In urging all sides to consider a new policy towards North Korea, including military options, President Donald Trump is signalling his intent to grab the proverbial bull by the horns.

But no one should assume that the previous policy of relying on China to bring North Korea to book is already abolished. On the contrary, it will remain alive indefinitely.

As things are, Trump does not have a national security team on East Asia.

The ability of Defence Secretary James Mattis and National Security Adviser HR McMaster to articulate the view of the president, even when taken together, does not suggest a departure from what had been tried and tested before: a policy of outsourcing the North Korea issue to China.

Having encouraged China to compel North Korea to yield, with a focus on North Korea stopping its missile and nuclear tests, Beijing has achieved the latter only.

Thus, while there hasn’t been a sixth nuclear test by North Korea – despite its increased ability to send missiles up to 2,000km above the earth – Pyongyang has continued to enhance its missile programmes.

The earth’s atmosphere is only 450km high. Any ability to breach this threshold at fifteen times the speed of sound, which is what Pyongyang has managed to do, suggests a quantum leap in missile re-entry technology, delivery accuracy and engineering integrity.

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At this speed and height, any homing missiles that can reach the mainland of the United States will be both a clear and present danger to the US and a political threat to Trump’s re-election prospects.

And if Japanese Prime Minister Shinzo Abe is right, that Kim Jong-un is not beyond deploying Sarin gas in the warheads, then what Pyongyang has already achieved is the ability to use chemical warfare as a deterrent and offensive capability.

The complexities of North Korea ensure one outcome: while Trump and Abe can talk tough, the very crude and rough nature of the problem will logically lead to a hybridisation of approaches.

First, carrots and sticks will be used as a matter of policy, as had been done by the Obama administration. If North Korea agrees to comply to inspections by the international atomic energy agency (IAEA), and other such verification regimes, then sanctions on North Korea can be partially lifted.

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Second, military threats in the form of more naval exercises between the US and its allies will be enhanced too. Trump has already alluded to the existence of two nuclear submarines lurking in the Korean seas. There could be more, as the situation increases in gravity. The seventh and third fleet of the US will alternate in the Korean waters too, with naval bases in Singapore and elsewhere providing the necessary supply and logistical support.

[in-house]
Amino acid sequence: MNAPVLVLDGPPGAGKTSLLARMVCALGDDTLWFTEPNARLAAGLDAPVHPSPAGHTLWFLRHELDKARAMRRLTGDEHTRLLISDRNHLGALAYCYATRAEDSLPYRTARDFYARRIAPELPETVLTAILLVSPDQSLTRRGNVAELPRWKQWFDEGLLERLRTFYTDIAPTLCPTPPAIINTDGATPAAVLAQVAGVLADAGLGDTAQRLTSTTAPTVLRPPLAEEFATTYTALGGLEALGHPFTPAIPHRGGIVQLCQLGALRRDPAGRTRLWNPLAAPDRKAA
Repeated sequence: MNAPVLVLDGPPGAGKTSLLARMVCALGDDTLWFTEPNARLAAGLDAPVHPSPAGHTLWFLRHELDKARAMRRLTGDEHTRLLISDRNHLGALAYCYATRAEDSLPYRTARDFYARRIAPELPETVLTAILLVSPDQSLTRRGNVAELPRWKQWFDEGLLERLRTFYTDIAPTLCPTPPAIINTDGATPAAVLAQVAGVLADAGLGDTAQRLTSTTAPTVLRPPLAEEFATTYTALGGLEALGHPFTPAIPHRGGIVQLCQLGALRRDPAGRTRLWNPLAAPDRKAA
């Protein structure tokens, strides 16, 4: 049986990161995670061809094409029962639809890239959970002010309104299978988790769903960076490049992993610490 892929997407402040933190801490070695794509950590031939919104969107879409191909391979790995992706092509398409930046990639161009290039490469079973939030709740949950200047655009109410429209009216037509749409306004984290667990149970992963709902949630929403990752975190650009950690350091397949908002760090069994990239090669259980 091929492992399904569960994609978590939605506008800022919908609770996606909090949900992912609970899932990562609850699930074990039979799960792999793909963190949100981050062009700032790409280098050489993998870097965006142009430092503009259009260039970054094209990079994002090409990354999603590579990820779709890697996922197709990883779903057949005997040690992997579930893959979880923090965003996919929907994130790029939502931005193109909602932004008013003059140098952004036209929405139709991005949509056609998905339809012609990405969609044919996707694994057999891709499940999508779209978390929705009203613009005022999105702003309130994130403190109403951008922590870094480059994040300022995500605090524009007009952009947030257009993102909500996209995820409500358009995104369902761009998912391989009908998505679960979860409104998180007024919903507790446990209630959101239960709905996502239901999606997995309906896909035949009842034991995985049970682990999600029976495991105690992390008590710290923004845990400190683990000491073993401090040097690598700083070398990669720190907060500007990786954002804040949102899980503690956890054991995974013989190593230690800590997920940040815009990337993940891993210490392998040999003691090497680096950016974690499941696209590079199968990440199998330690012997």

Third, granted that the US expects China to turn the North Korean situation around quickly – perhaps in less than a year – the US will have to increase the pressure on China (which it already has done, by approving a huge arms sale to Taiwan).

Fourth, the US has also inched closer to India in recent days, and served a clear warning to China that Washington is not without other options in the grand old game of alliance politics. Invariably, by not being critical of Russia, Trump has lined up President Putin as another prospective partner in crime to contain North Korea.

North Korea will be compelled by the above situation to try all its old tricks. These include new rounds of missile tests and efforts to speed up work to miniaturise its nuclear warheads. It may also try to export its missiles programmes to Iran and the Middle East to bog the US down in that region.

Should North Korea succeed first in the weaponisation of its nuclear and quasi chemical, even biological, warfare programme, it will have gained a strong hand at the negotiating table.

What North Korea will ask in return is nothing short of what Trump has already said he can give: a guarantee of no regime change, no stealthy effort to cause the collapse of North Korea, and no plan to consider North Korea as the number one military threat in the North Pacific.

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Thus, the situation now requires China to make North Korea see the light, while also ensuring that the US can be true to all its promises. Of course, North Korea must comply to the terms, too.

Otherwise the world will witness another round of serious geopolitical posturing – the sort that could lead to accidental war in one of the most strategic corners of Asia.